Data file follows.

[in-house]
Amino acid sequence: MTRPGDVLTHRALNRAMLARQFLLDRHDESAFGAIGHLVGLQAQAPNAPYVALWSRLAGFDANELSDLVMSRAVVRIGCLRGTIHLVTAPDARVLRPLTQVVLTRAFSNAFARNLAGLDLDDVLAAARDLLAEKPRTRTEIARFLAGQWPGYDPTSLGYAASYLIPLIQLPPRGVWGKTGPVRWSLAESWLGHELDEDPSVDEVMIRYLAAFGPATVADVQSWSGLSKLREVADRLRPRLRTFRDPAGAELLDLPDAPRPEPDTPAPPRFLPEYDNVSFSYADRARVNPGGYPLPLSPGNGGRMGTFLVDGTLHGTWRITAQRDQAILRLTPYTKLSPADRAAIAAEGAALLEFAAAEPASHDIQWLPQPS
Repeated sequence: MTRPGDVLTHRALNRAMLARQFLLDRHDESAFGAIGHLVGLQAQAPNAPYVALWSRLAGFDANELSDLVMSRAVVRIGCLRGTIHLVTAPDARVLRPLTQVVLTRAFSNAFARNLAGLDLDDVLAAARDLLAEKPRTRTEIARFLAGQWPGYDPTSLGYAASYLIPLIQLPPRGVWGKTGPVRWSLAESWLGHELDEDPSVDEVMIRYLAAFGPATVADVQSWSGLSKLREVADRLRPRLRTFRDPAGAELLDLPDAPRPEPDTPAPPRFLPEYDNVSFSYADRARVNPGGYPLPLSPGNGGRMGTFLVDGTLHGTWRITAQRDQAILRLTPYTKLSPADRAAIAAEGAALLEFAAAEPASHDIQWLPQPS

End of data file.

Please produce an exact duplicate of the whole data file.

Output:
[in-house]
Amino acid sequence: MTRPGDVLTHRALNRAMLARQFLLDRHDESAFGAIGHLVGLQAQAPNAPYVALWSRLAGFDANELSDLVMSRAVVRIGCLRGTIHLVTAPDARVLRPLTQVVLTRAFSNAFARNLAGLDLDDVLAAARDLLAEKPRTRTEIARFLAGQWPGYDPTSLGYAASYLIPLIQLPPRGVWGKTGPVRWSLAESWLGHELDEDPSVDEVMIRYLAAFGPATVADVQSWSGLSKLREVADRLRPRLRTFRDPAGAELLDLPDAPRPEPDTPAPPRFLPEYDNVSFSYADRARVNPGGYPLPLSPGNGGRMGTFLVDGTLHGTWRITAQRDQAILRLTPYTKLSPADRAAIAAEGAALLEFAAAEPASHDIQWLPQPS
Repeated sequence: MTRPGDVLTHRALNRAMLARQFLLDRHDESAFGAIGHLVGLQAQAPNAPYVALWSRLAGFDANELSDLVMSRAVVRIGCLRGTIHLVTAPDARVLRPLTQVVLTRAFSNAFARNLAGLDLDDVLAAARDLLAEKPRTRTEIARFLAGQWPGYDPTSLGYAASYLIPLIQLPPRGVWGKTGPVRWSLAESWLGHELDEDPSVDEVMIRYLAAFGPATVADVQSWSGLSKLREVADRLRPRLRTFRDPAGAELLDLPDAPRPEPDTPAPPRFLPEYDNVSFSYADRARVNPGGYPLPLSPGNGGRMGTFLVDGTLHGTWRITAQRDQAILRLTPYTKLSPADRAAIAAEGAALLEFAAAEPASHDIQWLPQPS